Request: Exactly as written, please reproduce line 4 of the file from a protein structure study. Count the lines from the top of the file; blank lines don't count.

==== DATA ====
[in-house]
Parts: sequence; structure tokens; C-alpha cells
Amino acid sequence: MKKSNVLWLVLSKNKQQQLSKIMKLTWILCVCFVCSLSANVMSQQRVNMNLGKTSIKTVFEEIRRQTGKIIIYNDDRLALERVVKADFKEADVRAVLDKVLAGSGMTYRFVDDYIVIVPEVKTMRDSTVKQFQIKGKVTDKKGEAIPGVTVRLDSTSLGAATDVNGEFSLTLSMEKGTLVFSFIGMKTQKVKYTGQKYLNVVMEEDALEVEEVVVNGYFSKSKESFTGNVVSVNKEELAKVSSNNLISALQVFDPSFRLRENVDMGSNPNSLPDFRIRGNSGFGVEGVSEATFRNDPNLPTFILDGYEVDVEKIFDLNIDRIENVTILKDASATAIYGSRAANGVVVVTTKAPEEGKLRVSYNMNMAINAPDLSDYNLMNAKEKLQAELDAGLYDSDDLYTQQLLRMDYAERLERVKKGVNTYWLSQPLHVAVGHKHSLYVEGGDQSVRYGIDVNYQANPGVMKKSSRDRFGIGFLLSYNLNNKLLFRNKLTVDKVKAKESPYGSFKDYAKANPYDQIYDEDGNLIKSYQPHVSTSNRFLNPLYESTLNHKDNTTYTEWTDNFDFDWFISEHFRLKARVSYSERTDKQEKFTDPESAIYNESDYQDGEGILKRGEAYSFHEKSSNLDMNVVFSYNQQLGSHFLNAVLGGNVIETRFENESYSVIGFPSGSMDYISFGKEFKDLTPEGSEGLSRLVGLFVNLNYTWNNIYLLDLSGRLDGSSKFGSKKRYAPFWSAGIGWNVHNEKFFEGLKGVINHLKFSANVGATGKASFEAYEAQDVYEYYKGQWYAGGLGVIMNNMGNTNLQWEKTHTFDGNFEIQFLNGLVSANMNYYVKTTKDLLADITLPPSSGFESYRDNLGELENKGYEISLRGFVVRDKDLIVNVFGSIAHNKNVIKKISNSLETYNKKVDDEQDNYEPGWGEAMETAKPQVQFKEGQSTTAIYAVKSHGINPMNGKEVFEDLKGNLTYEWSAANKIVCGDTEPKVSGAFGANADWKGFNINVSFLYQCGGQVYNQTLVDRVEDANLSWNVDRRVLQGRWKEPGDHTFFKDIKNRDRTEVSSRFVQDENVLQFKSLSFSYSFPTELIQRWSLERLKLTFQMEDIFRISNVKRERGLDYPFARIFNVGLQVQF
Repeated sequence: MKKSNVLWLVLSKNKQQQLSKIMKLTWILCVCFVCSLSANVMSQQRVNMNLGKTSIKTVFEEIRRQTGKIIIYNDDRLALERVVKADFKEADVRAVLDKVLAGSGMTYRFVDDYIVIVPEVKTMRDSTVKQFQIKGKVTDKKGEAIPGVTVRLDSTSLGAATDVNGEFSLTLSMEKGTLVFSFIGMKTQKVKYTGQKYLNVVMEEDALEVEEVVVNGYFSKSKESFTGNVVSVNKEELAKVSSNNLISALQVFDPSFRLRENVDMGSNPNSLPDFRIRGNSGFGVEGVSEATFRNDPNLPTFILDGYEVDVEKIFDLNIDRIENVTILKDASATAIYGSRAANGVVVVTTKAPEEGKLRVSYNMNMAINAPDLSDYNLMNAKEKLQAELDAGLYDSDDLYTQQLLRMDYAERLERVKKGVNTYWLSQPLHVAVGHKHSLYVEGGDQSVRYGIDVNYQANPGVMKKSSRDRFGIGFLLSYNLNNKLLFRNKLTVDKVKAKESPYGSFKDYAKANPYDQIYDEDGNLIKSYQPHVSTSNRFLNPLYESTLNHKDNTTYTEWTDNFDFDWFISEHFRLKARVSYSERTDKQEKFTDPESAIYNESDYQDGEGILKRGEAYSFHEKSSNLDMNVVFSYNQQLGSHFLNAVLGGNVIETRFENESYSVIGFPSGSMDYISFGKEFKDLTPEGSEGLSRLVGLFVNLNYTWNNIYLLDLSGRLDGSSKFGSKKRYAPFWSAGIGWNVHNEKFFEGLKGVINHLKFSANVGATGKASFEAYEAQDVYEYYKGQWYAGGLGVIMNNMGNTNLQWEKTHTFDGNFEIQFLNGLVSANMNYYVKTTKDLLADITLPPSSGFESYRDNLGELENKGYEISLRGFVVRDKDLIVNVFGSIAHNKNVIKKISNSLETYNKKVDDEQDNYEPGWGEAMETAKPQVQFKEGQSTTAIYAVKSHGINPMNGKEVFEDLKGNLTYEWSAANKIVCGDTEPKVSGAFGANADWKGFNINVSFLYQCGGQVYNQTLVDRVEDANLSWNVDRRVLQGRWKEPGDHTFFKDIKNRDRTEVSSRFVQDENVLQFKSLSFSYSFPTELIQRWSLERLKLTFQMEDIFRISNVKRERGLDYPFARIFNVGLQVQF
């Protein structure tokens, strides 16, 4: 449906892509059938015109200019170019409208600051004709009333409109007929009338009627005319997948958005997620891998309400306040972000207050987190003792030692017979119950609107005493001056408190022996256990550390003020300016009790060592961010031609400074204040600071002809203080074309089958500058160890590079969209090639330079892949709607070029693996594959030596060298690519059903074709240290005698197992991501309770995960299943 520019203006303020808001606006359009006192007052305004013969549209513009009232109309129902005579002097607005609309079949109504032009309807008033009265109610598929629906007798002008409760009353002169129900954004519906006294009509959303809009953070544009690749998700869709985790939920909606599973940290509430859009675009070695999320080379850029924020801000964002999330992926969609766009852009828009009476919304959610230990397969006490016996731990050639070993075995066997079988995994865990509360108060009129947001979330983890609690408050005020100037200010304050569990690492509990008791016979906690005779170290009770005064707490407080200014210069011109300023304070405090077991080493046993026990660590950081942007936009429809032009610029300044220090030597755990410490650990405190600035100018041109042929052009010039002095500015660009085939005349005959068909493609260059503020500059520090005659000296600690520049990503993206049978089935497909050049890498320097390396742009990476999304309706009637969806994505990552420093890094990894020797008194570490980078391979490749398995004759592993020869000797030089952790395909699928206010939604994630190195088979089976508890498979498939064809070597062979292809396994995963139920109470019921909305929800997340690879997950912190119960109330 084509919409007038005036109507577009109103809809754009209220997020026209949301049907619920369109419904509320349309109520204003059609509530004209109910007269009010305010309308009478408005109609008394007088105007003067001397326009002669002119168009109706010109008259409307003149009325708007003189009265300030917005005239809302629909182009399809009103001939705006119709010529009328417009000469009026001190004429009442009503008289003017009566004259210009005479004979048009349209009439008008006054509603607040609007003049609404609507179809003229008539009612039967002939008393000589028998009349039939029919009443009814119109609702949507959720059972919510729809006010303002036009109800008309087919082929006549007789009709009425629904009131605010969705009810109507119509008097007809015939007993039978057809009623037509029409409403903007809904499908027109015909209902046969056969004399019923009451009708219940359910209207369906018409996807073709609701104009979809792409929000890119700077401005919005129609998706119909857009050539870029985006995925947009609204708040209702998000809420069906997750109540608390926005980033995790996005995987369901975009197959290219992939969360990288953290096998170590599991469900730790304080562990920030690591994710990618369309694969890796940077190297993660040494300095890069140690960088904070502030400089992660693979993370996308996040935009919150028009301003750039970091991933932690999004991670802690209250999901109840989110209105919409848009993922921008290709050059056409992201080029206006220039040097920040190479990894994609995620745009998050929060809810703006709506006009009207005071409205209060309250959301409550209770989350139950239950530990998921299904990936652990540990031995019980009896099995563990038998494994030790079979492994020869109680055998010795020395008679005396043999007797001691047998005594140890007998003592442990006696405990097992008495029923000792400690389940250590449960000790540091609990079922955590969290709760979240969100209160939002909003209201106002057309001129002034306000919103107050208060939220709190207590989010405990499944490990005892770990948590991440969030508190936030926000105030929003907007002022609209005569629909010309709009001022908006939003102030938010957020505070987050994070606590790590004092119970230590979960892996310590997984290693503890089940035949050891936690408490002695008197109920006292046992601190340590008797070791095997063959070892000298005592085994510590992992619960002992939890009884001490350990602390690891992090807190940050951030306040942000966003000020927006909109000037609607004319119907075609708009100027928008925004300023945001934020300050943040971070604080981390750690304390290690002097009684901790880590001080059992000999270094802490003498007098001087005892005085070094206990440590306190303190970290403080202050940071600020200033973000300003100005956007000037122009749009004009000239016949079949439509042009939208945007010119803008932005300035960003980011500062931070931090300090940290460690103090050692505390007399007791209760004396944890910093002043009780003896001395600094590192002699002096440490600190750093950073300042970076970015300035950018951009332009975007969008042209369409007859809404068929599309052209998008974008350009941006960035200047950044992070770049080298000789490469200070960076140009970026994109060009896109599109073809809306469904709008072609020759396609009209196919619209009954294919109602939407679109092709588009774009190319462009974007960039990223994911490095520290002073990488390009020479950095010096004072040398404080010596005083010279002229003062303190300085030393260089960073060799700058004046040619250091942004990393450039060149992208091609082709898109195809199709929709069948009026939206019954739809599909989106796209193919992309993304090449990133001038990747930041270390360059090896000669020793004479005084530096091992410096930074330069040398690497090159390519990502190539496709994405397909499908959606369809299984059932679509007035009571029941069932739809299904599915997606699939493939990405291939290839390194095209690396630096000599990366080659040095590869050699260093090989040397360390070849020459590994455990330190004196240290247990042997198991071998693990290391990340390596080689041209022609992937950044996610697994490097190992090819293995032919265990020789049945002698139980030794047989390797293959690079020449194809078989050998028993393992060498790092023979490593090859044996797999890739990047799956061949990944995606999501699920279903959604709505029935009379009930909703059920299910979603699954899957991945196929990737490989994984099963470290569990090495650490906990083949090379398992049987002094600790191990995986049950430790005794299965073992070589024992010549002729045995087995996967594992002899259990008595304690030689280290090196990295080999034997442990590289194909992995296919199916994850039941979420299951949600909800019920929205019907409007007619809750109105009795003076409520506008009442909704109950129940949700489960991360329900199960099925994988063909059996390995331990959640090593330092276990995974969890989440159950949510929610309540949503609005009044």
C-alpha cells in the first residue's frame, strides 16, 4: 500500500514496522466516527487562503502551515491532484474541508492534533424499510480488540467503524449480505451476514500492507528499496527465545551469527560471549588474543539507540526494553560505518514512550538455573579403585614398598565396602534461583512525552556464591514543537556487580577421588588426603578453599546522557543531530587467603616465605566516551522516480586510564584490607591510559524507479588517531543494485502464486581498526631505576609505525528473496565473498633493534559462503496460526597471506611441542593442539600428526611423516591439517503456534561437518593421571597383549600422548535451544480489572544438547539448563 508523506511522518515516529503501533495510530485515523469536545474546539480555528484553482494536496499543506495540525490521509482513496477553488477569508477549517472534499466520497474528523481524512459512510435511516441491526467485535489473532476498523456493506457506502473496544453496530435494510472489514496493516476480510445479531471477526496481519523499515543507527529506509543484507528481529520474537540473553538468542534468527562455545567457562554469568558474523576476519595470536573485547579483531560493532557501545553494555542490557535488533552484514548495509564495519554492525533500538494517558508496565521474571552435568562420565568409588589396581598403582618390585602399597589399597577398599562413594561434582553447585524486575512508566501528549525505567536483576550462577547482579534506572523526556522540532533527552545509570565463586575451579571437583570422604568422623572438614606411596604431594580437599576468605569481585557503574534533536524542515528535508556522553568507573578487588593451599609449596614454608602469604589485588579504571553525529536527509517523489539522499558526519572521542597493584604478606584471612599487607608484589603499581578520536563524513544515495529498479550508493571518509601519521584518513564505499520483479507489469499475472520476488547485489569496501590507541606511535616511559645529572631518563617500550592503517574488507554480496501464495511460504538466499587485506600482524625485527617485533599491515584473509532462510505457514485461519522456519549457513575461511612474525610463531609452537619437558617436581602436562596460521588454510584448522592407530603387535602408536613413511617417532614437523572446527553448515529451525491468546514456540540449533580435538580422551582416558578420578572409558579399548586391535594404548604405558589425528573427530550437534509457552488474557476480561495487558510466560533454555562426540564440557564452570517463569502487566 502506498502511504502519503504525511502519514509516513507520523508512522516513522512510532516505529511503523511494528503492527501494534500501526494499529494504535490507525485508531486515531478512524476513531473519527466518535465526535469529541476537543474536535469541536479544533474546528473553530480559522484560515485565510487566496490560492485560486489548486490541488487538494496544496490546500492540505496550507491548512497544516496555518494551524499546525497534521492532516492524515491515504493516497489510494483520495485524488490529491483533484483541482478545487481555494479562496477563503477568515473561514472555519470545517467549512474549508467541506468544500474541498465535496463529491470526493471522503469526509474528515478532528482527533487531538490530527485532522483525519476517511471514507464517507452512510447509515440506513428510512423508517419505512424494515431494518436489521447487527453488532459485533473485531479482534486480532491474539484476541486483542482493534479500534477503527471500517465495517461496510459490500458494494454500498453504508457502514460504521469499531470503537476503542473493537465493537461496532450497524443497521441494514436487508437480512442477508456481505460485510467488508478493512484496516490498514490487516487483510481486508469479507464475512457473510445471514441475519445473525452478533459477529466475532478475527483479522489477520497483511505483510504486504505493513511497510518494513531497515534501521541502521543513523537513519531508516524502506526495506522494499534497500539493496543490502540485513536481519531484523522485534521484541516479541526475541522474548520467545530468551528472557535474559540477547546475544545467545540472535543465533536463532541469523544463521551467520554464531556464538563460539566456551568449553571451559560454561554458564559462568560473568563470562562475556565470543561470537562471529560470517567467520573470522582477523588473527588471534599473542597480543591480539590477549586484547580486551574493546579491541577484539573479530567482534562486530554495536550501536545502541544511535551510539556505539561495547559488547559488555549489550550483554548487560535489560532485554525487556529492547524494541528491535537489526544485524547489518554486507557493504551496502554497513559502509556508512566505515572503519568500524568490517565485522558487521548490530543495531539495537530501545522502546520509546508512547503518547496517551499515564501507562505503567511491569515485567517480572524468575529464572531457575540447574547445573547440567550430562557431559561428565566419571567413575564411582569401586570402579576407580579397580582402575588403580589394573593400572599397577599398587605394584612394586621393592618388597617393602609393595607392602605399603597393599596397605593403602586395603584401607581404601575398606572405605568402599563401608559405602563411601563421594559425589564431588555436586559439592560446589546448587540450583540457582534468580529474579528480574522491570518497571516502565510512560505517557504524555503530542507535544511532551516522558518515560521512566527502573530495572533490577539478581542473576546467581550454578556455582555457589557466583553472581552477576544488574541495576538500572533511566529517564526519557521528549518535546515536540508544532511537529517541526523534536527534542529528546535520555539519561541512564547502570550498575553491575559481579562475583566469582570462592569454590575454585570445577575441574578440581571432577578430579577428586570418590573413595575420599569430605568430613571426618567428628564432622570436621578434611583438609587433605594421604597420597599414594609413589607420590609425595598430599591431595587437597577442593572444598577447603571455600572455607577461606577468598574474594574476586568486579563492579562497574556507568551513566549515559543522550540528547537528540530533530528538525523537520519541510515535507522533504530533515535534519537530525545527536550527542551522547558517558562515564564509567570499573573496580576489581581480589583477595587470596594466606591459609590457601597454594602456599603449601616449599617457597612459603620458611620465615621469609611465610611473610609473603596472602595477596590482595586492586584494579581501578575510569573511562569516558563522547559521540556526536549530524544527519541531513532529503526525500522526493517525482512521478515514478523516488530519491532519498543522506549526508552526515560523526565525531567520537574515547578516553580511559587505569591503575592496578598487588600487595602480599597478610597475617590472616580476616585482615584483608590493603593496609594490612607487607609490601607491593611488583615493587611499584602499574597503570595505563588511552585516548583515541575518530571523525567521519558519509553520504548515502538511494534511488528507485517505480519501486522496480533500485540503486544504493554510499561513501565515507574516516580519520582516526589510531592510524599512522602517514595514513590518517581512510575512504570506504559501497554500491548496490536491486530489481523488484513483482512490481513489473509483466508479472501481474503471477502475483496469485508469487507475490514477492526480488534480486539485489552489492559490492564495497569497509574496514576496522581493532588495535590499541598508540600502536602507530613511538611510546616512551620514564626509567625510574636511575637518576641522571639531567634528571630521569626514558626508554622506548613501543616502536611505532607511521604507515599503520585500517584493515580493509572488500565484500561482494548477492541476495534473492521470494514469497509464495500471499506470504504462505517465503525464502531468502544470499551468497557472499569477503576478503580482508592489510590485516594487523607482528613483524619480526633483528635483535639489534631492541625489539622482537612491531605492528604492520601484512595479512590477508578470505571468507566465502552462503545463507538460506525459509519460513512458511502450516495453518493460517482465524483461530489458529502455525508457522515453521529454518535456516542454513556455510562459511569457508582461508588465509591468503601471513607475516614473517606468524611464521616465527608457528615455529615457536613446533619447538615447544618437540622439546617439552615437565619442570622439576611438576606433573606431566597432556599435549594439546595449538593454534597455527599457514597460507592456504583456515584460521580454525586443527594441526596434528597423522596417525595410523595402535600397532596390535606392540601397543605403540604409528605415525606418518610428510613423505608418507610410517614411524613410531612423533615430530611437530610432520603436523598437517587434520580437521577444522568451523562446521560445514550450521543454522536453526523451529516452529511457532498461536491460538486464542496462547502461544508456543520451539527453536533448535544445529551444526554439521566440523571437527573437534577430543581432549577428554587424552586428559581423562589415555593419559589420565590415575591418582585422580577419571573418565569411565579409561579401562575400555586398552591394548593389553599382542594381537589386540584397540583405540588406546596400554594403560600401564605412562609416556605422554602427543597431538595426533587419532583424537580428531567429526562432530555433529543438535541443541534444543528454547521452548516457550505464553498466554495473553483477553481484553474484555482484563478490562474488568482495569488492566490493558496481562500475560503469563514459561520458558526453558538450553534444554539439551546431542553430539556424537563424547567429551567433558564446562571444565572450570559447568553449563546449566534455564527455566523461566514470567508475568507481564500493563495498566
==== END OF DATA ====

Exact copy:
Repeated sequence: MKKSNVLWLVLSKNKQQQLSKIMKLTWILCVCFVCSLSANVMSQQRVNMNLGKTSIKTVFEEIRRQTGKIIIYNDDRLALERVVKADFKEADVRAVLDKVLAGSGMTYRFVDDYIVIVPEVKTMRDSTVKQFQIKGKVTDKKGEAIPGVTVRLDSTSLGAATDVNGEFSLTLSMEKGTLVFSFIGMKTQKVKYTGQKYLNVVMEEDALEVEEVVVNGYFSKSKESFTGNVVSVNKEELAKVSSNNLISALQVFDPSFRLRENVDMGSNPNSLPDFRIRGNSGFGVEGVSEATFRNDPNLPTFILDGYEVDVEKIFDLNIDRIENVTILKDASATAIYGSRAANGVVVVTTKAPEEGKLRVSYNMNMAINAPDLSDYNLMNAKEKLQAELDAGLYDSDDLYTQQLLRMDYAERLERVKKGVNTYWLSQPLHVAVGHKHSLYVEGGDQSVRYGIDVNYQANPGVMKKSSRDRFGIGFLLSYNLNNKLLFRNKLTVDKVKAKESPYGSFKDYAKANPYDQIYDEDGNLIKSYQPHVSTSNRFLNPLYESTLNHKDNTTYTEWTDNFDFDWFISEHFRLKARVSYSERTDKQEKFTDPESAIYNESDYQDGEGILKRGEAYSFHEKSSNLDMNVVFSYNQQLGSHFLNAVLGGNVIETRFENESYSVIGFPSGSMDYISFGKEFKDLTPEGSEGLSRLVGLFVNLNYTWNNIYLLDLSGRLDGSSKFGSKKRYAPFWSAGIGWNVHNEKFFEGLKGVINHLKFSANVGATGKASFEAYEAQDVYEYYKGQWYAGGLGVIMNNMGNTNLQWEKTHTFDGNFEIQFLNGLVSANMNYYVKTTKDLLADITLPPSSGFESYRDNLGELENKGYEISLRGFVVRDKDLIVNVFGSIAHNKNVIKKISNSLETYNKKVDDEQDNYEPGWGEAMETAKPQVQFKEGQSTTAIYAVKSHGINPMNGKEVFEDLKGNLTYEWSAANKIVCGDTEPKVSGAFGANADWKGFNINVSFLYQCGGQVYNQTLVDRVEDANLSWNVDRRVLQGRWKEPGDHTFFKDIKNRDRTEVSSRFVQDENVLQFKSLSFSYSFPTELIQRWSLERLKLTFQMEDIFRISNVKRERGLDYPFARIFNVGLQVQF